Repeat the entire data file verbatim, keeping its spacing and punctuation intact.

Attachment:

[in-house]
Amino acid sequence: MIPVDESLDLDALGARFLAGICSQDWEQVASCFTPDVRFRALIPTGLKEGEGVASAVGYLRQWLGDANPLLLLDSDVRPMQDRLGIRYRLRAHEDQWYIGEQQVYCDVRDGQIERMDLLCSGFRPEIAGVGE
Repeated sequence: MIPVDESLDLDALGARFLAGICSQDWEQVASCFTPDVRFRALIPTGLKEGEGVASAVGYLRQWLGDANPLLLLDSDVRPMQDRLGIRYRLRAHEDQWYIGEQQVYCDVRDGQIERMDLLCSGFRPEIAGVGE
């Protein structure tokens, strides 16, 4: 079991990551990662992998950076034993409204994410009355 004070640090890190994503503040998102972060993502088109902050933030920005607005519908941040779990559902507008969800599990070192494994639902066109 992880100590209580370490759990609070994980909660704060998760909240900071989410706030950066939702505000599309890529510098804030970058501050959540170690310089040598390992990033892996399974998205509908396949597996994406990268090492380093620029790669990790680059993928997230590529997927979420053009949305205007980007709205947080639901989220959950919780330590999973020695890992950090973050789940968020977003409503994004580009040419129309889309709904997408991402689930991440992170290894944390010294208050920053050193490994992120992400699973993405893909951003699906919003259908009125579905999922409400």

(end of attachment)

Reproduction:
[in-house]
Amino acid sequence: MIPVDESLDLDALGARFLAGICSQDWEQVASCFTPDVRFRALIPTGLKEGEGVASAVGYLRQWLGDANPLLLLDSDVRPMQDRLGIRYRLRAHEDQWYIGEQQVYCDVRDGQIERMDLLCSGFRPEIAGVGE
Repeated sequence: MIPVDESLDLDALGARFLAGICSQDWEQVASCFTPDVRFRALIPTGLKEGEGVASAVGYLRQWLGDANPLLLLDSDVRPMQDRLGIRYRLRAHEDQWYIGEQQVYCDVRDGQIERMDLLCSGFRPEIAGVGE
């Protein structure tokens, strides 16, 4: 079991990551990662992998950076034993409204994410009355 004070640090890190994503503040998102972060993502088109902050933030920005607005519908941040779990559902507008969800599990070192494994639902066109 992880100590209580370490759990609070994980909660704060998760909240900071989410706030950066939702505000599309890529510098804030970058501050959540170690310089040598390992990033892996399974998205509908396949597996994406990268090492380093620029790669990790680059993928997230590529997927979420053009949305205007980007709205947080639901989220959950919780330590999973020695890992950090973050789940968020977003409503994004580009040419129309889309709904997408991402689930991440992170290894944390010294208050920053050193490994992120992400699973993405893909951003699906919003259908009125579905999922409400």